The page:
One of the simplest, and smartest ways to design an album cover, is the full image wraparound. It’s like a mullet, business in the front and party in the back. It can even act as a poster to be hung or framed at your leisure. There are plenty of gatefolds that have photos stretched across them, but that’s for another newsletter.
While the wraparound album cover is one of my favorite design techniques, I’ve noticed that there isn’t a common name for it. Through some digging, I found that this style came into popularity at the end of the 60s when the rock and roll revolution was taking over, specifically in 1968. The earliest wraparound covers that I’ve found are the UK pressing of The Jimi Hendrix Experience Electric Ladyland and the James Taylor eponymous debut.
This trend has lost a bit of its popularity with the transition of technology away from vinyl and the chunky binding of the tape and CD, making the seamlessness of the trend hard to pull off. And now, with artwork on streaming services being released digitally first, the back cover is almost an afterthought if the album even goes to press.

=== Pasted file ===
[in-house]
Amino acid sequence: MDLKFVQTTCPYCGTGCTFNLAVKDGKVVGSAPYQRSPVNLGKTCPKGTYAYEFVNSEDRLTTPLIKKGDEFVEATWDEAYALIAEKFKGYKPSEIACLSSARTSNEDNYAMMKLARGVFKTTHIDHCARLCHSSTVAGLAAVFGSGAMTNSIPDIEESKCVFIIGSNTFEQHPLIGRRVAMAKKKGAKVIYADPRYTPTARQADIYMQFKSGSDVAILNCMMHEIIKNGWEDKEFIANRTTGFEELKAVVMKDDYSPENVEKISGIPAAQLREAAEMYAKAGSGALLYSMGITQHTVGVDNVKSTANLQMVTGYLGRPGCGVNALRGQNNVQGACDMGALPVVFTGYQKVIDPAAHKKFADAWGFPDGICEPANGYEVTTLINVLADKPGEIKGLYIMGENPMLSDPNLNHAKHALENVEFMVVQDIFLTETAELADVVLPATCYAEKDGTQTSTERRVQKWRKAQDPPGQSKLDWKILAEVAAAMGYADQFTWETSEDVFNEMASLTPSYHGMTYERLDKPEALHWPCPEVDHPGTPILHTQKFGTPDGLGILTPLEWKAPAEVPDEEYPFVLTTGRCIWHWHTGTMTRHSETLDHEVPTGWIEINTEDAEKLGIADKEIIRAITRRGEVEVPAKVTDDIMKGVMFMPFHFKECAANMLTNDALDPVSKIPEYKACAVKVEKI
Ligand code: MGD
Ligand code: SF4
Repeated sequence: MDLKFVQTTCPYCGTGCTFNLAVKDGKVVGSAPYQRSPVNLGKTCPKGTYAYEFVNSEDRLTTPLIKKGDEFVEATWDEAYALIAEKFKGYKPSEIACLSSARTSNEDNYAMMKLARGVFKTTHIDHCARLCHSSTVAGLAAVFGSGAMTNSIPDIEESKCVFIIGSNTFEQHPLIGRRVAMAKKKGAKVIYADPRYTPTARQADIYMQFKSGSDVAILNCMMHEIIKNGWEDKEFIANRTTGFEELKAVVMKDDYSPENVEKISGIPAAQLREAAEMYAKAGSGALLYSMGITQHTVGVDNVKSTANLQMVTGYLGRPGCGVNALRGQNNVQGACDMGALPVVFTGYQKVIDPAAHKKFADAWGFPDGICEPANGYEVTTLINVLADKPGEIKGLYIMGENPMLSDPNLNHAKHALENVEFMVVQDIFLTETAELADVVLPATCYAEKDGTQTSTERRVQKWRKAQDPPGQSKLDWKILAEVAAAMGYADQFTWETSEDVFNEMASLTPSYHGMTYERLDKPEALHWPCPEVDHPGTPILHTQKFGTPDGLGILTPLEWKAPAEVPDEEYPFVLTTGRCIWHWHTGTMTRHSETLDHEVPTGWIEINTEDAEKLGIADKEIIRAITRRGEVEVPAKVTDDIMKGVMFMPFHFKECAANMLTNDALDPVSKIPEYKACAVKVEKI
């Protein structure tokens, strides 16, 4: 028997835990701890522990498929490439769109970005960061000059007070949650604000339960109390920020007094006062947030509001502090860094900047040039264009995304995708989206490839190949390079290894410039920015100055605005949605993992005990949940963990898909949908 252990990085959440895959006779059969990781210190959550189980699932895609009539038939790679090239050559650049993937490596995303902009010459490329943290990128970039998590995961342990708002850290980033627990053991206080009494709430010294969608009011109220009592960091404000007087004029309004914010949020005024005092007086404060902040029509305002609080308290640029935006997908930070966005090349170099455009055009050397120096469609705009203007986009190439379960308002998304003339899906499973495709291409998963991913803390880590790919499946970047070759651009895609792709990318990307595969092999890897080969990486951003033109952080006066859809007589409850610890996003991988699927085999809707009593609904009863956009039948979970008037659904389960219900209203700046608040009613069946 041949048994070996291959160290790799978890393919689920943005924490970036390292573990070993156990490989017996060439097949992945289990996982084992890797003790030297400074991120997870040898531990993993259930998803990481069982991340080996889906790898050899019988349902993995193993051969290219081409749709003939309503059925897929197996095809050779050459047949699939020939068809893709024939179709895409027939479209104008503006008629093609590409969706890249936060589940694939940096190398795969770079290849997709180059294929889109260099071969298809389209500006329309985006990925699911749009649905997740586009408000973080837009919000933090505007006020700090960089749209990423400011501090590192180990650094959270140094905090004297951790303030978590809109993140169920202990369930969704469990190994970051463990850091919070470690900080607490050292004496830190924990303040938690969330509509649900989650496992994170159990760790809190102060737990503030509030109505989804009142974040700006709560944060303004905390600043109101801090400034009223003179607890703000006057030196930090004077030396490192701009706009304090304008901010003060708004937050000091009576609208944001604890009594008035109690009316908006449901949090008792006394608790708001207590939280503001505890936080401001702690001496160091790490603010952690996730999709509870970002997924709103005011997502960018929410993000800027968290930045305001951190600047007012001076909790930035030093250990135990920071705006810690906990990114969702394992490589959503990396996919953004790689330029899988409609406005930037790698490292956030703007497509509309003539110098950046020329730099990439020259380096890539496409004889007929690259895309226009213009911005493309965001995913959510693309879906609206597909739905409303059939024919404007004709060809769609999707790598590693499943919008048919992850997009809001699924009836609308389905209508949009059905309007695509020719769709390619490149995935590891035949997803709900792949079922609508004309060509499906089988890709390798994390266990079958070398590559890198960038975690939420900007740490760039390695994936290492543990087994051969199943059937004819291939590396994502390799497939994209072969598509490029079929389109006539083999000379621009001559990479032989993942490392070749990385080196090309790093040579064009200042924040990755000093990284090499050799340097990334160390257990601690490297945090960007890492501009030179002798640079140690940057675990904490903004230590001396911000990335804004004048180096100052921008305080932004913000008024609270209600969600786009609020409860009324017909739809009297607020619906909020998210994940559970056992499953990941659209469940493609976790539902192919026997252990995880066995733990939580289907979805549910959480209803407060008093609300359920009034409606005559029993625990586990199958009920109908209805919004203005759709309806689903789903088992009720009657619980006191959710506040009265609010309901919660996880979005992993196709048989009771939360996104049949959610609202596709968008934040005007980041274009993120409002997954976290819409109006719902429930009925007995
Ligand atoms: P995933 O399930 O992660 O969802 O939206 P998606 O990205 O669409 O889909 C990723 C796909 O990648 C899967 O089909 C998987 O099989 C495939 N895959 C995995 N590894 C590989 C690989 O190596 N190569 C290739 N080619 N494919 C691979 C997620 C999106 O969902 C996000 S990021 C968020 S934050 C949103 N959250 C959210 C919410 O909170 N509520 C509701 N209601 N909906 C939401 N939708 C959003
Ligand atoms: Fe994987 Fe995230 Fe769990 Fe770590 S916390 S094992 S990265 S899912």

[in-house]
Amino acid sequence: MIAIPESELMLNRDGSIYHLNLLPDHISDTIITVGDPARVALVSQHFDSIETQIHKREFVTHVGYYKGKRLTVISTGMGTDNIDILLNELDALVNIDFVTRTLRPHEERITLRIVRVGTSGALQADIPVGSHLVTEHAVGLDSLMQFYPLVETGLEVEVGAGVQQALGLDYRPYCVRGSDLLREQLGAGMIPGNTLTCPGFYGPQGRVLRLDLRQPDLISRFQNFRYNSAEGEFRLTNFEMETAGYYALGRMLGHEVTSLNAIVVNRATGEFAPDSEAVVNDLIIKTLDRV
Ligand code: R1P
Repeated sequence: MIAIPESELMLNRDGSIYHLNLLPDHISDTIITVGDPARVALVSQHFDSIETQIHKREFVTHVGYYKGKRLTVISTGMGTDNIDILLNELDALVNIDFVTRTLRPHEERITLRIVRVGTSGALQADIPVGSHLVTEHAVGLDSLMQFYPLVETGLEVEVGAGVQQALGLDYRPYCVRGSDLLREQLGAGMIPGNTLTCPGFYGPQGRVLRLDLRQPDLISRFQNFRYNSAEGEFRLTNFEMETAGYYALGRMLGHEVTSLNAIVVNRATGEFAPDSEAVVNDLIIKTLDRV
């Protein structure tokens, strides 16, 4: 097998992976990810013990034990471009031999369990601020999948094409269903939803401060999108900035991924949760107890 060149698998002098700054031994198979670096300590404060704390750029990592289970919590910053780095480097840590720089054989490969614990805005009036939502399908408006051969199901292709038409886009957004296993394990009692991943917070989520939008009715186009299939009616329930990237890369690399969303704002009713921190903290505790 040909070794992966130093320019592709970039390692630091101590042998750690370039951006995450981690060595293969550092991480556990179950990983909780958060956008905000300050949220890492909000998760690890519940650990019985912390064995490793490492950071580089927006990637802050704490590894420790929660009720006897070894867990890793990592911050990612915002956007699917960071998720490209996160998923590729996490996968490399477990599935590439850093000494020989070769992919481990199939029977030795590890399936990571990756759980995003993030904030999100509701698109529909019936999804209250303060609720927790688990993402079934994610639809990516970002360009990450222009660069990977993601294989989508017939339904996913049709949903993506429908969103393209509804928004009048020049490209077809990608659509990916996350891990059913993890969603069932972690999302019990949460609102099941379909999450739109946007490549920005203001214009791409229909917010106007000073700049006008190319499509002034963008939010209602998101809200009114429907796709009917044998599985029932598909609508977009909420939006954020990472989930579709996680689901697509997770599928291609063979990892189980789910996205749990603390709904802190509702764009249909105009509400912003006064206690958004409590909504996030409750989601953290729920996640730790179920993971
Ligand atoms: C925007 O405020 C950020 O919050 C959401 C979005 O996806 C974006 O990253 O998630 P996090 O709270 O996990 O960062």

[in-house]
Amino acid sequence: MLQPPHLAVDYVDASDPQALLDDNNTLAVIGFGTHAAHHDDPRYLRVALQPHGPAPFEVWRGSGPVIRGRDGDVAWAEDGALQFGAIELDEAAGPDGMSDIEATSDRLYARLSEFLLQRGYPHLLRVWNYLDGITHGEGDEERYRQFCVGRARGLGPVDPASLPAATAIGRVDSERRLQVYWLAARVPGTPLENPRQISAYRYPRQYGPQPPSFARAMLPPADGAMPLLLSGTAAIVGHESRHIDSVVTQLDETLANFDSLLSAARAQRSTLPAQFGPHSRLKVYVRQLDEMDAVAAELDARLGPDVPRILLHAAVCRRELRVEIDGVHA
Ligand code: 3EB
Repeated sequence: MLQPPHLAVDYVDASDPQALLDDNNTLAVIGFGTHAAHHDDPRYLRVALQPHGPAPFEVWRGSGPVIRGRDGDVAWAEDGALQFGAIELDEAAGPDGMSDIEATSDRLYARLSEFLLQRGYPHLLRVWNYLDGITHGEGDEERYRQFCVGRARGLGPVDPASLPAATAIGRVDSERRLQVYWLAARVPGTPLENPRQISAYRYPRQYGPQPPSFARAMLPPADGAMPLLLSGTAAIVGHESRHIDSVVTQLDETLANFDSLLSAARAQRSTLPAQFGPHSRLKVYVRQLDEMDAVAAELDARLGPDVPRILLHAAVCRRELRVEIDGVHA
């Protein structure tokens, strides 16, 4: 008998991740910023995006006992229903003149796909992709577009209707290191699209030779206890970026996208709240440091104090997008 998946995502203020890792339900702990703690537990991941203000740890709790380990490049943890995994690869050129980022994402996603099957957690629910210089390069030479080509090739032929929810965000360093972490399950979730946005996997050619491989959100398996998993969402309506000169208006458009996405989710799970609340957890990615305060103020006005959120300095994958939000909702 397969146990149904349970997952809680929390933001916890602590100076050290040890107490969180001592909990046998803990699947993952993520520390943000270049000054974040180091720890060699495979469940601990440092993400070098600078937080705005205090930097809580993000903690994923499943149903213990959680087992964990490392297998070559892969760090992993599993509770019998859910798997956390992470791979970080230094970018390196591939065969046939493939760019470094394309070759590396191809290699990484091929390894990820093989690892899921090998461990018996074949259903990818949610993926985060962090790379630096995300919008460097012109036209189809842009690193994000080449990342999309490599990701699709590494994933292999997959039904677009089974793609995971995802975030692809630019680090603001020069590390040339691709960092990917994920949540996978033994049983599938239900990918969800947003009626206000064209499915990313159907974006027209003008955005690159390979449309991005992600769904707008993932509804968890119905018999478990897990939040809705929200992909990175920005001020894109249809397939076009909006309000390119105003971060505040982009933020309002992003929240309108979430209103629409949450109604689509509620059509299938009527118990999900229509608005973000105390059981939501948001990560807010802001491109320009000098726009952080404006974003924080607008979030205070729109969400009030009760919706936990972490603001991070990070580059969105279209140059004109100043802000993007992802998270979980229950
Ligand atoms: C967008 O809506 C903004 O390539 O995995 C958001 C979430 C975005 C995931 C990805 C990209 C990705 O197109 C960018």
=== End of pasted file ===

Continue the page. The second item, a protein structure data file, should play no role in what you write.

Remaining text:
70s funk band Ohio Players made the full image vinyl wraparound their signature trademark. Out of their 23 LP releases, 14 utilize the trend, while the 9 others still stay true to their “sex sells” mentality. I like to think of the Ohio Players’ imagery as the “Playboy Magazine of records.” They’re cheeky in just the right way.
Below are a few more of my favorite records that feature the wraparound style.
I’m looking for this to be a free public educational source since there is yet to be full documentation on the art history of album art. But if you have $5/ month to spare, it would be super helpful in furthering my research. Or if you think a friend might enjoy this kind of thing, the best way to pay it forward is just by sharing.